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Had stopped monitoring Libertarians, just caught up a bit, & got an earworm of "The Inquisition"

At the height of our collective outrage here over Coup 2000, I was consuming all the cable yakkers apace and posting the wingnut outrages in chunks of paraphrases to the point that Bartcop said once, "Are you like the Rude Pundit or something?" This has dwindled for me especially during Campaign '12 when I even dropped Tweety and the Morning Schmo entirely. About the only wingnuts I could tolerate in chunks were LIMBOsevic and O'LOOFAH because it's more fun to pin down their propaganda gimmicks, with HANNITY and the rest who do mostly parroting being unwatch/unlistenable. Libertarians have been sort of off limits to me because of their being all over the place, like I like MAHER (mostly) and liked how Ron PAUL skewered the Iraq Attack.

So in The ROOSEVELTS I was intrigued that T.R. flipped the "limited government" to mean that gov't has a role in anything not specifically prohibited, and lately I've been bothered that the idealist hero of my adolescence, WILSON, is now mainly cited for being a racist which had escaped me when I read a 7 volumes biography of him back when. So I googled "Wilson racist" to wise up and unexpectedly got into a chain of Libertarian YouTubes mostly with the Faux employee Andrew NAPOLITANO. I had not seen him in years and was startled at how radically wingnut he is, not only shredding T.R. and WILSON, but LINCOLN.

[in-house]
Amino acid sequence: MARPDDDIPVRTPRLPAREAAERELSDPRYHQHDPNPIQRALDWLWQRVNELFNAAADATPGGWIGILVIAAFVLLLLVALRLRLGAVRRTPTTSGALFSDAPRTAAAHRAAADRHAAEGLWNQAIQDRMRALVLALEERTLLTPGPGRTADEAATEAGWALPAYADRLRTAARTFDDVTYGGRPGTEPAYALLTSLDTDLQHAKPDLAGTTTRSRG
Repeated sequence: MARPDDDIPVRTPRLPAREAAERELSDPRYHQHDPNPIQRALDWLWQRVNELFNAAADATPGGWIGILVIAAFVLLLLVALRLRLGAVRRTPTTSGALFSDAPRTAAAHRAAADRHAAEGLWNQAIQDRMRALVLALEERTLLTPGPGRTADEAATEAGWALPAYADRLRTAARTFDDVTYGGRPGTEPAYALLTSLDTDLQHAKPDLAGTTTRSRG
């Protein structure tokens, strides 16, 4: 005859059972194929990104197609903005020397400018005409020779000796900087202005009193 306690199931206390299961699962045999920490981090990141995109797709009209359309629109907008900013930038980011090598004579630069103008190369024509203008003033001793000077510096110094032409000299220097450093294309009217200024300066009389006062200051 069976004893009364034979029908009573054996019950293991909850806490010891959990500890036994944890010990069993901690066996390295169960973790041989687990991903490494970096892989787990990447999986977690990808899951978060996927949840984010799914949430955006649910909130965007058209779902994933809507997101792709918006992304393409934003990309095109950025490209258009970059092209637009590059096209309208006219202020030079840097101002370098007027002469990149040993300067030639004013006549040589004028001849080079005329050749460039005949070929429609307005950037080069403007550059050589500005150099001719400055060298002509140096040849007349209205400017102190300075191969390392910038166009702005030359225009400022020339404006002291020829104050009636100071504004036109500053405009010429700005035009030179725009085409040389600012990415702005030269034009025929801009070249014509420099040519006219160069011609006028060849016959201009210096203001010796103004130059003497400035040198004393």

This led back to Ron PAUL, with the same lines about LINCOLN's "criminality" and then to BecKKK, with all of these nuts using almost the same words. Then it seemed that they were sprouting off from somebody named Stefan MOLYNEUX, whose Wiki says is Irish raised in Canada, and the YouTubes on him were a total repetition of what those other ones were repeating, looking like they were all deriving their yakking off of this MOLYNEUX, who started off as a software-something, with allegations of being a cult dude advocating breaking off children from parents, which reinforces my previous impression that the younger generation of computer techies are seduced somehow by Libertarianism, like a dorm game of If-I-Ruled-the-World.

When I had had enough, I got this earworm going of Mel BROOKS' song "The Inquisition" from History of the World Part I, not for rational relationship of the content but for the contagious madness of mobs like The Inquisition and Libertarianism.


The Inquisition Lyrics
Artist: Mel Brooks Lyrics
Album: Miscellaneous Album Lyrics

The Inquisition (What show)
The Inquisition (Here we go)
We know you’re wishing that we’d go away
But the Inquisition’s here and it’s here to stay


Here 'tis. Underwhelming?!1

The highlighted paragraph is what had stuck in my mind these years. My memory was not of the desert, but, probably from preceding chapters, of dank, depressing delays in transportation, misery of populace and environment. This has an actually comedic angle of the driver and the cranky traveler surrounding the (less bleak than I remembered) paragraph. The traveler's griping about being abandoned by the driver made me LOL.